The Three Most Dangerous And Commonly Managed Yellow Jacket Pests On Both Residential And Commercial Properties In Southern California
The group of wasps known as yellow jackets are notorious for attacking humans in response to inadvertent nest disturbances, even seemingly minor nest disturbances. Accidentally bumping into a yellow jacket nest hidden in shrubs, or stepping over a subterranean nest obscured by grass, often results in medically serious envenomation incidents, and sometimes, death. The vast majority of yellow jacket envenomation fatalities occur as a result of serious allergic reactions known as anaphylactic shock, and not from venom toxicity. The three most common triggers of anaphylactic shock include allergic reactions to food, medicines and insect envenomations.
Insects in the order Hymenoptera are responsible for the greatest number of both fatal and non-fatal arthropod envenomation incidents reported annually in the US. Insects in this order include ants, bees and wasps, and social wasps include paper wasps, yellow jackets and hornets. Mosquitoes are the deadliest insects in the world due to the millions of people who die annually from Malaria and other mosquito-borne diseases, but in the US, yellow jackets are ultimately the deadliest insects. This is not surprising, as research shows that somewhere between 150 and 1000 honey bee stings is sufficient to cause death from venom toxicity, but the range of yellow jacket stings necessary to cause death has been estimated to fall between a mere 20 and 200 stings.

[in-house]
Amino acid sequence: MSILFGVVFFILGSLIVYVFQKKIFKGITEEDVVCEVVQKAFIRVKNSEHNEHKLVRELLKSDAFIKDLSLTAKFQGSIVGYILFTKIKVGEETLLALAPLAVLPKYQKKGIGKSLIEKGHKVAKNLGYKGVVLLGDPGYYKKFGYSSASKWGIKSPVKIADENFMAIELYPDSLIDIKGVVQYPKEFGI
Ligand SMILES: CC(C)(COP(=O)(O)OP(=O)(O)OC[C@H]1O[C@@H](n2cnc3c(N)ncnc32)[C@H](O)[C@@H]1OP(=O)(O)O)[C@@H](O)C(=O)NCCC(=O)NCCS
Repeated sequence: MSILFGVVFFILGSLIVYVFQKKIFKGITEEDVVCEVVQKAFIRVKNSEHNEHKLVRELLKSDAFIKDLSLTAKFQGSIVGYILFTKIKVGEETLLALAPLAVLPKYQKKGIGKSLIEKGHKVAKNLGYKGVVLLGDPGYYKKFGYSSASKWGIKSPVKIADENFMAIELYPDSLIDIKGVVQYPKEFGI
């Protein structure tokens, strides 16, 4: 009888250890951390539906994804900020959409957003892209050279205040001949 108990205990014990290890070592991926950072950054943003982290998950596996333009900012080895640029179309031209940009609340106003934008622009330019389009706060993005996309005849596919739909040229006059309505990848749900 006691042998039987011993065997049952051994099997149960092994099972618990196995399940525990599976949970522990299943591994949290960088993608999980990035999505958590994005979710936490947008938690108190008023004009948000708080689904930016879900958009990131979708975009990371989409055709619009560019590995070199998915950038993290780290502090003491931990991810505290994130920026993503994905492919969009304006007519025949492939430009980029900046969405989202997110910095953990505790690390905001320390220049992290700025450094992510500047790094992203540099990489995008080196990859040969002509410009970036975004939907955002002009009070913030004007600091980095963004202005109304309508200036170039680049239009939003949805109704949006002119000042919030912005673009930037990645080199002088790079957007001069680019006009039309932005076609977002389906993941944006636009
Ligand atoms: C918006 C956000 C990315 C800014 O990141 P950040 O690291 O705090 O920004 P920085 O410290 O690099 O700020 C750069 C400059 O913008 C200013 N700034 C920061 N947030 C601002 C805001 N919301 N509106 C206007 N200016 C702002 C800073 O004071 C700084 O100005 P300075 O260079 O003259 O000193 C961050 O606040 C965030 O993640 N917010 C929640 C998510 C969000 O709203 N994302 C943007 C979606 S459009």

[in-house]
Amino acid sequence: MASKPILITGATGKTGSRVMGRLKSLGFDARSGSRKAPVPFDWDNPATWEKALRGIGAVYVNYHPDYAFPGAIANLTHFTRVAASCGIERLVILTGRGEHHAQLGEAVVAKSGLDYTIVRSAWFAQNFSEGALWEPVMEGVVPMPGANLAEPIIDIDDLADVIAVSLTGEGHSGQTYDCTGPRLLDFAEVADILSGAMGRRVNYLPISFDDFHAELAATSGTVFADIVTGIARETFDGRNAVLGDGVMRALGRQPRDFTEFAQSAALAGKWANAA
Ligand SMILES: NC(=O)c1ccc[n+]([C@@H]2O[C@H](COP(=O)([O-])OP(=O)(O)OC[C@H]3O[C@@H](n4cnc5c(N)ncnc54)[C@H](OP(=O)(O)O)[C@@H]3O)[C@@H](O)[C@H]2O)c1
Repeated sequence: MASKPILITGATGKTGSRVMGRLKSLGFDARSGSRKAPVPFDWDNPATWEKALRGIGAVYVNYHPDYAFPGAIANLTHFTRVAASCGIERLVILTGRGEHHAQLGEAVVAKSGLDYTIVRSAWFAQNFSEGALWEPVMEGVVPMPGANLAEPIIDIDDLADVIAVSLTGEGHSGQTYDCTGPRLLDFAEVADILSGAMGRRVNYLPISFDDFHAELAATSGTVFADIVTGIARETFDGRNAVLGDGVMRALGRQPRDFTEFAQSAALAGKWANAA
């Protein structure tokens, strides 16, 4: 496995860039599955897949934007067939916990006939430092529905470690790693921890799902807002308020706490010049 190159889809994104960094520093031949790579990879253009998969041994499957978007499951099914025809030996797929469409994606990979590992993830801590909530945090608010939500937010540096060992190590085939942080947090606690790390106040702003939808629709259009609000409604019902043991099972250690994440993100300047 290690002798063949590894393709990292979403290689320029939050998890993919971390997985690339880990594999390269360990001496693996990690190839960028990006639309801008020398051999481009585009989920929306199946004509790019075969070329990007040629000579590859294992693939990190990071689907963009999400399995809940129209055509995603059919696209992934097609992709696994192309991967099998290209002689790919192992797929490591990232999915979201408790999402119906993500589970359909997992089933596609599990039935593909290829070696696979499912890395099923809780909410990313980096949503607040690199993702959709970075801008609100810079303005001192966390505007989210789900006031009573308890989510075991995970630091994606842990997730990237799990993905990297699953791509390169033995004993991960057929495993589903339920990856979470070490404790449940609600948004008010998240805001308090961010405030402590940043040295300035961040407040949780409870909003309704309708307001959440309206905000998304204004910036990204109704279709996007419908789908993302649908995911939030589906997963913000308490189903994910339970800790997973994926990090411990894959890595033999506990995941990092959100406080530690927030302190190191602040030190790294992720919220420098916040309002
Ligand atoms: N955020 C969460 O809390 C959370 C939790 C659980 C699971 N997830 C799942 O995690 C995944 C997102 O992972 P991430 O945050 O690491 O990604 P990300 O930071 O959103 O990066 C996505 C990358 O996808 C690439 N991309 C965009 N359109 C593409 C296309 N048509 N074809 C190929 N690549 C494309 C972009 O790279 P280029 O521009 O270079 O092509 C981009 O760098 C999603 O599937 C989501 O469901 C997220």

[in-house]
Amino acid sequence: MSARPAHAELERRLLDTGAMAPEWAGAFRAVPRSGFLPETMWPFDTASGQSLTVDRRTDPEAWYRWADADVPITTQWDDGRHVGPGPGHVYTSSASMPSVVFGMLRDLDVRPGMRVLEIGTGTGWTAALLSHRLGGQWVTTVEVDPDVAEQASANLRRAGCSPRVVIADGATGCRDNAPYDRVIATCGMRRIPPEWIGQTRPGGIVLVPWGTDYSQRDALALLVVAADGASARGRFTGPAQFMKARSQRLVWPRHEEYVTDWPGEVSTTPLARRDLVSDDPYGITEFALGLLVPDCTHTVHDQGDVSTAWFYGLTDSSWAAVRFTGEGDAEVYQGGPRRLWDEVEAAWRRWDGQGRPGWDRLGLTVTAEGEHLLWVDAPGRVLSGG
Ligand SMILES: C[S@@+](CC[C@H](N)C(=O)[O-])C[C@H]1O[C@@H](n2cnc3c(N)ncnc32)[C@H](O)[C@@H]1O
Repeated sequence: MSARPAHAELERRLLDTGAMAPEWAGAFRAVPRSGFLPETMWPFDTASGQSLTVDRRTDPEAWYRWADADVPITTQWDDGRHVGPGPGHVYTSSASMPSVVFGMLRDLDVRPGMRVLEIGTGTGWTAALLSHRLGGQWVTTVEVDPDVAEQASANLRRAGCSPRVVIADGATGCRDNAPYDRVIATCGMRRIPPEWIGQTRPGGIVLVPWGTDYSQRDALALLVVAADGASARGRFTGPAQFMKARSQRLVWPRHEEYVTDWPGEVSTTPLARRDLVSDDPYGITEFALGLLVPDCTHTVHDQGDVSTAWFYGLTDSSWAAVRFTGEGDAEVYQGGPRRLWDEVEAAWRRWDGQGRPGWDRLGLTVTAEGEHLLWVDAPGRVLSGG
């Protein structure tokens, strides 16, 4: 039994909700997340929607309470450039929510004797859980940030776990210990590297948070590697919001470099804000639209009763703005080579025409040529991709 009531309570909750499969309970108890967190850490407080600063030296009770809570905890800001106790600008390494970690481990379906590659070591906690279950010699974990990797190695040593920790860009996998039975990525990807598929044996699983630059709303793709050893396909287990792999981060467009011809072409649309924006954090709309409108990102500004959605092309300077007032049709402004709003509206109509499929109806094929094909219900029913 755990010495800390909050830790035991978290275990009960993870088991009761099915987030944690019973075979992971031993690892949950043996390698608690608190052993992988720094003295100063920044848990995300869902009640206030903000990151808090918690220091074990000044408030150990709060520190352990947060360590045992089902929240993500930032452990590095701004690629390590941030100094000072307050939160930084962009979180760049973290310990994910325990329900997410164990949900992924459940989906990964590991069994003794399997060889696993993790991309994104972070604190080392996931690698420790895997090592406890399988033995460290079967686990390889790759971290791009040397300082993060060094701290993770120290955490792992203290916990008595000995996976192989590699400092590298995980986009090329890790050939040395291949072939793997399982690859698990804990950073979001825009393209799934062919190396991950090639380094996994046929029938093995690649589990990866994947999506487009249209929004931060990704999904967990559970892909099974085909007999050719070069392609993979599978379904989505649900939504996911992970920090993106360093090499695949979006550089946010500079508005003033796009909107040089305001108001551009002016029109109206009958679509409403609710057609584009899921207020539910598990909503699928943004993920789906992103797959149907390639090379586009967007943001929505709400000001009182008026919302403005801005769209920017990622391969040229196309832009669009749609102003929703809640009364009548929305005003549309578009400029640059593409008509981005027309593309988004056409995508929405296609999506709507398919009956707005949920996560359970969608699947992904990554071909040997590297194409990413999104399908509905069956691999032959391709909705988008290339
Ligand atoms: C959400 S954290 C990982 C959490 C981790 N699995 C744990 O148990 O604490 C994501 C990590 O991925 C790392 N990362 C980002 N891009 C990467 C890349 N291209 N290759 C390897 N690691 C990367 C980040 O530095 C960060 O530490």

Most yellow jacket species live in close association with humans due to the survival benefits that human settings offer, most notably human foods. The most commonly encountered yellow jacket pests in urban and suburban areas of southern California include western yellow jackets (Vespula pensylvanica), common yellowjackets (V. vulgaris), German yellowjackets (Vespula germanica), and aerial yellowjackets (Dolichovespula arenaria), as well as several less common species. The western yellow jacket is the most commonly managed yellow jacket pests on residential and commercial properties in southern California, and they usually nest in the ground, but it is not uncommon to find these pests nesting in wall voids, attics, and other aboveground sites.
Most yellow jackets abandon their nest to scavenge for sweets, meats and other foods in response to nest overcrowding and dwindling native food sources during the late summer and fall. However, the western yellow jacket is known for readily scavenging throughout human settings during the spring, summer and fall seasons, but most notably during the fall. Because of this, western yellow jackets are responsible for the greatest number of reported envenomation incidents annually in southern California.
Have you ever sustained a sting from a lone yellow jacket forager?